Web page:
When the game started, Josh Beckett was dominant, striking out Ichiro Suzuki to open the game, and retiring the side on 16 pitches in the first. To be fair, the Mariners had had a long layoff, since they had spent the weekend in Cleveland where their entire four-game series had been snowed out. Jeff Weaver, today's starter, hadn't even pitched yet this year. I had always liked facing him when he had been with the Yankees, because the Red Sox always seemed to do well against him. I rolled my eyes the previous October when Weaver, who had struggled in New York, and Jeff Suppan, who had struggled in his time in Boston, went to the National League and led the St. Louis Cardinals to a World Championship. But now back in the American League, he morphed back into the Jeff Weaver I knew and loved. Julio Lugo walked on four pitches, then Kevin Youkilis, David Ortiz, and Manny Ramirez singled. J.D. Drew's sac fly was the first out, but it drove in the second run of the inning. After Mike Lowell reached on a fielder's choice, Jason Varitek walked, and Coco Crisp's double drove in two more. The four-run lead was more than enough for Beckett, but the Sox didn't stop there. They got three more off Weaver in the second, including Drew's long home run to straightaway center, then proceeded to pound the Mariners' relievers for one run in the third, two in the fourth, two in the fifth, and one more in the seventh.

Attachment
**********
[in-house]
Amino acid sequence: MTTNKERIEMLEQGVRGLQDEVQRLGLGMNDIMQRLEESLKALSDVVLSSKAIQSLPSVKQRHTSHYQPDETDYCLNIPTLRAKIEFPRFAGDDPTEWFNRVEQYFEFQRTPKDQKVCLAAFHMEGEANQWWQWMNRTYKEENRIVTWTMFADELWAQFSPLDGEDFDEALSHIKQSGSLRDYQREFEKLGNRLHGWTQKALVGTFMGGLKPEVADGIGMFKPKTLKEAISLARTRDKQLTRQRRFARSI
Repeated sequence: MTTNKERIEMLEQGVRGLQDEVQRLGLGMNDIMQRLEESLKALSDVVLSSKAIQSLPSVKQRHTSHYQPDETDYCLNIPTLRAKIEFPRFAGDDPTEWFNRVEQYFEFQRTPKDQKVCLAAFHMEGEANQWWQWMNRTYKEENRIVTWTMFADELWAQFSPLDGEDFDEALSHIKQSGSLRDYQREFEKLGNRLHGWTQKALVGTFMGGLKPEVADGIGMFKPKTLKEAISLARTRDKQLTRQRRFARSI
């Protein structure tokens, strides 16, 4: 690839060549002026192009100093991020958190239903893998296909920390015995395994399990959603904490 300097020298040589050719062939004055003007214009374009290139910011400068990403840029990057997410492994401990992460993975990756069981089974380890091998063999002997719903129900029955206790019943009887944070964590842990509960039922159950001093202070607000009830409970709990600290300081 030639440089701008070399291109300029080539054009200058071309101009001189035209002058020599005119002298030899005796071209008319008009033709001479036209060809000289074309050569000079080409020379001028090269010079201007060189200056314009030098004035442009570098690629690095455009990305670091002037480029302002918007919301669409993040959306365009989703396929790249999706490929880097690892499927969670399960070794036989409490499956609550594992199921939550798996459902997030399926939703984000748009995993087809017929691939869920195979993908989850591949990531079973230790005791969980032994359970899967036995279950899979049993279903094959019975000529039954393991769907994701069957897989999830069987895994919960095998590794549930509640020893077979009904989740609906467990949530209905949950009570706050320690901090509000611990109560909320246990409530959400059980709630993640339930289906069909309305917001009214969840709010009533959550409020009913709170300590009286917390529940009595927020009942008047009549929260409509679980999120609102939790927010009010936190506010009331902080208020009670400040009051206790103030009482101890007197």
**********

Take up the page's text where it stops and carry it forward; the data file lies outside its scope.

Brendan Donnelly came in for the eighth and struck out Jose Guillen on three pitches. Guillen, who had been teammates with Donnelly on the Angels a few years back, started shouting and headed toward the mound after the strikeout. Both dugouts and bullpens emptied as Guillen had to be restrained by his teammates. Apparently the two had had a couple of run-ins in the past, and this had more to do with that than anything that had happened today. Guillen was ejected, and when Donnelly hit the next batter, he was thrown out too. The other big excitement for the day came in the bottom of the seventh. It had been cold and overcast all afternoon, but the sun finally came out, prompting a big cheer from the frozen masses. But that's the kind of thing that happens in a festive 14-3 Opening Day win!